Tuesday, October 4, 2011

Patrick Wall's Expert Declaration Supporting SNAP's ICC Filing: Valuable Testimony

Patrick J. Wall

As I've noted in previous postings, Patrick Wall is a former Benedictine priest who, as an attorney, is now helping to lead the movement to call Catholic leaders to accountability for endangering children's welfare by shielding clergy who have sexually abused minors.   He has submitted an expert declaration in support of the recent petition of survivors of clerical sexual abuse asking the International Criminal Court to investigate of top Catholic officials for protecting clergy who have abused minors.

This posting on Wall's blog links to a copy of his statement for ICC.  On the basis of his years of extensive insider knowledge of the cover-up of sexual abuse cases by the Catholic hierarchy, Wall concludes that there is an exceptionally sound basis for asking the ICC to investigate this cover-up, and, in particular, the Vatican as the center from which the cover-up emanates.

The heart of his argument:

The Holy See has superior knowledge of the existence of widespread rape and sexual violence, or 'abuse' in the church, and extensive experience in dealing with clerics who sexually abuse minors. Yet the Holy See does not inform the local civil authorities about the clear and proximate danger to children in order to protect the Holy See's image and avoid scandal (​ 19, pp. 8-9).


Despite superior knowledge of the delict of clerical sexual abuse of minors and vulnerable adults, internal canonical procedures and policing priest offenders, the Holy See has not been able to deter sexual violence against minors by its Bishops, Priests and Religious. In my opinion, the Holy See, through its lax enforcement of its own rules and procedures combined with the international movement of clerical sex offenders, is knowingly endangering children and vulnerable adults by exposing them to clerics with psychic infirmities who if placed in charge of minors and or in the proximity of minors have and will reoffend against innocent children. (​24, pp. 10-11).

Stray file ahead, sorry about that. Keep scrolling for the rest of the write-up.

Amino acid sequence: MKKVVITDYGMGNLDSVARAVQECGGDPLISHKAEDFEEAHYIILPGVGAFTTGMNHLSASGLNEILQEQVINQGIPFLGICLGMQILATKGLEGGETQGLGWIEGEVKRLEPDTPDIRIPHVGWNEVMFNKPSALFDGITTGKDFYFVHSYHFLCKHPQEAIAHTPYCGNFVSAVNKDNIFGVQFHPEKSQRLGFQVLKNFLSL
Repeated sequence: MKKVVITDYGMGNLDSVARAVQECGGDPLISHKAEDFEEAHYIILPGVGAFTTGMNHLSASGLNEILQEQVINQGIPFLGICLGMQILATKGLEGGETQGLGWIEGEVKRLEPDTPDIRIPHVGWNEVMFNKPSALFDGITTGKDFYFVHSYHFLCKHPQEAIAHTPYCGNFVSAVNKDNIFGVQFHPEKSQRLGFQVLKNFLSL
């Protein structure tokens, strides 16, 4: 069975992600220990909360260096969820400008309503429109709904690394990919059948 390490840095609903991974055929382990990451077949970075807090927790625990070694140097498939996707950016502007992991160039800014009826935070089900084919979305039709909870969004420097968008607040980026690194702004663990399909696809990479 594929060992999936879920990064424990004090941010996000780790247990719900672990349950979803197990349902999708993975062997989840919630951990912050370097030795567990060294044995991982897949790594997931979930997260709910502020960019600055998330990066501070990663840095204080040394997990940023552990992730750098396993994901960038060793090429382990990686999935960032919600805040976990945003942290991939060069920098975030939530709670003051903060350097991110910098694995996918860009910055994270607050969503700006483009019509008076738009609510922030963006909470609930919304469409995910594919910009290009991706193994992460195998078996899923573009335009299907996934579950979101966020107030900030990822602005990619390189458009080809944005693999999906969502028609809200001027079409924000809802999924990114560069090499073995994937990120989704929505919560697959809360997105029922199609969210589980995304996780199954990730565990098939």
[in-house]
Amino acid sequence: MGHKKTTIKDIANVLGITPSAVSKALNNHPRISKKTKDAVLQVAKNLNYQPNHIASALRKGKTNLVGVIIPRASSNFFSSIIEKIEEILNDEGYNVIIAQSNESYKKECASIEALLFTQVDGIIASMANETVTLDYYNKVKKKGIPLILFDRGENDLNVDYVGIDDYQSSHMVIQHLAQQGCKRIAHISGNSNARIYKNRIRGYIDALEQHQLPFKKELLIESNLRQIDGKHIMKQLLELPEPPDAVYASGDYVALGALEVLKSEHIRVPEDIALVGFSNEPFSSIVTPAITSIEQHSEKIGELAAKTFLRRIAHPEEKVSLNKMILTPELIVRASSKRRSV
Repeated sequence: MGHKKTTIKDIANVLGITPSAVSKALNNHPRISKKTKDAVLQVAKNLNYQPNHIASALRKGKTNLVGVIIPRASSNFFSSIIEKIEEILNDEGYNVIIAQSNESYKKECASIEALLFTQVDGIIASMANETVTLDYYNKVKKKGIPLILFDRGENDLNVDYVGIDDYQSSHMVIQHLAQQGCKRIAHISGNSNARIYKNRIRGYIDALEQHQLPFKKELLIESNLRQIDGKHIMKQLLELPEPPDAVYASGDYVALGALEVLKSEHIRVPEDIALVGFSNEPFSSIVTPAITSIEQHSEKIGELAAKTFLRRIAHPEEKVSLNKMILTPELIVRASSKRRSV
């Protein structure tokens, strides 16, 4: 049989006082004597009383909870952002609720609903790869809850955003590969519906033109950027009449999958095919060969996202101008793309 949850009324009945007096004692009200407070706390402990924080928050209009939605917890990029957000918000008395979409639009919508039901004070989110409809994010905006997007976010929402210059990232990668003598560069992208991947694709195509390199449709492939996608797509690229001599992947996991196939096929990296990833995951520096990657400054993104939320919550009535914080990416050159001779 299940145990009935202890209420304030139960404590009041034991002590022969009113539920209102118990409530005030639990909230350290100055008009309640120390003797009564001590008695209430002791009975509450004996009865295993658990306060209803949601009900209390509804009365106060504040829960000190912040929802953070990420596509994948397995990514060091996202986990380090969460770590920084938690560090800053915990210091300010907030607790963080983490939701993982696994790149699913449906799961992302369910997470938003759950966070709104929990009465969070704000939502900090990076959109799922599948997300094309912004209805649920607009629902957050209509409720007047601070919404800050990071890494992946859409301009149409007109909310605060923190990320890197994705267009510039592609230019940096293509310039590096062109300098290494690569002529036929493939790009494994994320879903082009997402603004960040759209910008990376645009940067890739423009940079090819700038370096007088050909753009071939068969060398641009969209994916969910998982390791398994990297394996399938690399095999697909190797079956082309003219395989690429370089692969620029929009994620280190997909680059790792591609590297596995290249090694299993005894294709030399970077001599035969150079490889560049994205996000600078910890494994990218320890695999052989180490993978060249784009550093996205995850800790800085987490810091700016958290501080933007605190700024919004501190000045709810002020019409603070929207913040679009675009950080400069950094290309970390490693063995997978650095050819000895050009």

I hope ICC will listen to Wall.  He knows what he's talking about.  And I love the way in which he interjects the following detail into his historical sketch of what previous popes have known when, and how they've responded:

Pope John Paul I served less than 30 days and he died suddenly the night before a Vatican Bank meeting (15, p. 6).

I wonder if the ears of criminal court officials will prick up when they read that statement.  They ought to.  Perhaps the cover-up of sexual abuse of minors by Catholic clergy is not the only criminal action tucked away in secret places in the Vatican that needs to be brought into the light of day.

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